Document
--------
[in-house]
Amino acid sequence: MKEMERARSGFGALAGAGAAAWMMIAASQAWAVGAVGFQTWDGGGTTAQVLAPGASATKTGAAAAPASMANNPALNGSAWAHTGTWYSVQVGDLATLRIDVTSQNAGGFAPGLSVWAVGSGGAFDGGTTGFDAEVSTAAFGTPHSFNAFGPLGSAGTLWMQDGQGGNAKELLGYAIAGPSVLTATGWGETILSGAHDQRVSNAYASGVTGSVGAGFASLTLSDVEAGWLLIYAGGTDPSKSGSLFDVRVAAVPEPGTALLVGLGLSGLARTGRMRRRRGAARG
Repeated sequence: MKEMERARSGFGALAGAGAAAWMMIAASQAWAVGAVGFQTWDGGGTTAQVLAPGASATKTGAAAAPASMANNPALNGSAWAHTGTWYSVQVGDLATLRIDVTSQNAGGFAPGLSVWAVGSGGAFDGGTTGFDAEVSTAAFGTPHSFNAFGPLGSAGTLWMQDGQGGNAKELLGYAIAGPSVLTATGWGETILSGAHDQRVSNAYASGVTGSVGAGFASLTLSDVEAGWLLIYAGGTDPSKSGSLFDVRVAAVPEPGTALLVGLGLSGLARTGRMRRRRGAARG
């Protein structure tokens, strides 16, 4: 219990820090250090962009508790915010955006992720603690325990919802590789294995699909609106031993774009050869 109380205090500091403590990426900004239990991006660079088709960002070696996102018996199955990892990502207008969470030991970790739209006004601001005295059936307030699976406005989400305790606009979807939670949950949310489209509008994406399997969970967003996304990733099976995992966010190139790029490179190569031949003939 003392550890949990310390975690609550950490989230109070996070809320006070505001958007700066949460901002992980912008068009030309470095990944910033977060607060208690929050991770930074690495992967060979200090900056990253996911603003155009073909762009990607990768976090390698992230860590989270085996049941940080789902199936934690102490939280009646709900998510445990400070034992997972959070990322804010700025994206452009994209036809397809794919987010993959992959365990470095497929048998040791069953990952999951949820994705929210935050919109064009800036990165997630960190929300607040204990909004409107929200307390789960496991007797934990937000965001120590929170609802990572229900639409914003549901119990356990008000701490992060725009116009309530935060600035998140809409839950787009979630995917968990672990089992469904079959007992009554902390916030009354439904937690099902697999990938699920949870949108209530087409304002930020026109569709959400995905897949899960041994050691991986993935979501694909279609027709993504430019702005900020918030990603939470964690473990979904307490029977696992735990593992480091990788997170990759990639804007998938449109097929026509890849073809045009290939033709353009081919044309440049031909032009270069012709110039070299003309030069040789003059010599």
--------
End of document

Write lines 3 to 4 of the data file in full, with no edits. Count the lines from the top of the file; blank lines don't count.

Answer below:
Repeated sequence: MKEMERARSGFGALAGAGAAAWMMIAASQAWAVGAVGFQTWDGGGTTAQVLAPGASATKTGAAAAPASMANNPALNGSAWAHTGTWYSVQVGDLATLRIDVTSQNAGGFAPGLSVWAVGSGGAFDGGTTGFDAEVSTAAFGTPHSFNAFGPLGSAGTLWMQDGQGGNAKELLGYAIAGPSVLTATGWGETILSGAHDQRVSNAYASGVTGSVGAGFASLTLSDVEAGWLLIYAGGTDPSKSGSLFDVRVAAVPEPGTALLVGLGLSGLARTGRMRRRRGAARG
């Protein structure tokens, strides 16, 4: 219990820090250090962009508790915010955006992720603690325990919802590789294995699909609106031993774009050869 109380205090500091403590990426900004239990991006660079088709960002070696996102018996199955990892990502207008969470030991970790739209006004601001005295059936307030699976406005989400305790606009979807939670949950949310489209509008994406399997969970967003996304990733099976995992966010190139790029490179190569031949003939 003392550890949990310390975690609550950490989230109070996070809320006070505001958007700066949460901002992980912008068009030309470095990944910033977060607060208690929050991770930074690495992967060979200090900056990253996911603003155009073909762009990607990768976090390698992230860590989270085996049941940080789902199936934690102490939280009646709900998510445990400070034992997972959070990322804010700025994206452009994209036809397809794919987010993959992959365990470095497929048998040791069953990952999951949820994705929210935050919109064009800036990165997630960190929300607040204990909004409107929200307390789960496991007797934990937000965001120590929170609802990572229900639409914003549901119990356990008000701490992060725009116009309530935060600035998140809409839950787009979630995917968990672990089992469904079959007992009554902390916030009354439904937690099902697999990938699920949870949108209530087409304002930020026109569709959400995905897949899960041994050691991986993935979501694909279609027709993504430019702005900020918030990603939470964690473990979904307490029977696992735990593992480091990788997170990759990639804007998938449109097929026509890849073809045009290939033709353009081919044309440049031909032009270069012709110039070299003309030069040789003059010599």